In release cycle of our team at work, we need to perform so-called system tests. In order to do that, we need to log into Artifactory, search for the latest release package, check if it’s up to date, download it, unzip it, install internal configuration recipe, compile, initialize & run it. Not all of that can be easily automated, but I thought that at least searching & downloading phase can be done from the terminal in a semi-automated way. That’s why I created ydownloader shell script.

Writing a script with unit tests and continuous integration

I’m not an expert in shell scripting, so I also wanted to learn more about it. In addition, I wanted to apply best software development practices in that script. Someone can say that in the case of a simple shell script proper engineering may be a superfluity, but in my opinion, the simplicity of the project is not an excuse for doing it the right way. Especially, if we want to use it in the future. That’s why I divided this script into smaller functions, added command line arguments handling and help for the users. Moreover, I added unit tests with shunit2 (yes, we can write unit tests for the shell scripts) and continuous integration with Travis CI server. In the “Clean Code” book, we can read that code without unit tests is not clean by definition. After dividing script into smaller functions, it was much easier to test it. My script is accepting command line arguments, so I needed to do the following trick to make it testable and include it in the testing script:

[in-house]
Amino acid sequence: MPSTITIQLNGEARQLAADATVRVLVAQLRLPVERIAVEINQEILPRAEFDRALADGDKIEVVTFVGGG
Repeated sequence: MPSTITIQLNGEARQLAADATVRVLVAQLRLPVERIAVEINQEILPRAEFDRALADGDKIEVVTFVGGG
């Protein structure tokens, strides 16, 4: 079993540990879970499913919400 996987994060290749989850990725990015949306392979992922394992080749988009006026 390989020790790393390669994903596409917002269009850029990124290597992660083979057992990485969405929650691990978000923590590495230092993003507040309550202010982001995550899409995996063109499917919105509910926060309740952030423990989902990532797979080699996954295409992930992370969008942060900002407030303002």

if [ "$TEST_MODE" == "" ]

if [ "$TEST_MODE" = false ] ; then
  # parse command line arguments here...
  echo "TEST_MODE enabled"

Then, I could write unit tests:

. ./ydownloader # load script to be tested

testCutLastChars() {
  # given

  # when
  actualValue=$(echo $valueToCut | cutLastChars 3)

  # then
  assertEquals $expectedValue $actualValue

# more tests goes here...
. ./shunit2/shunit2 # load shunit2

There are also other solutions for unit testing like bats, and others. We can choose what we like. We can also use additional tools like shunit2-colorize to make our console output of shunit2 tests look like a rainbow if we are not fans of monochromatic terminal. Moreover, we can use static code analysis tools for shell scripts like shellcheck.

In addition, I prepared simple install script, which allows to install script locally via curl or wget. Of course, project has sufficient documentation in file.

Short recap

It was really nice coding exercise. Now, I feel much more comfortable with shell scripting, but there’s still a lot to learn. I recommend trying applying a similar approach in your scripts if you haven’t done it yet.

If you want to browse complete project, check it out in my repository: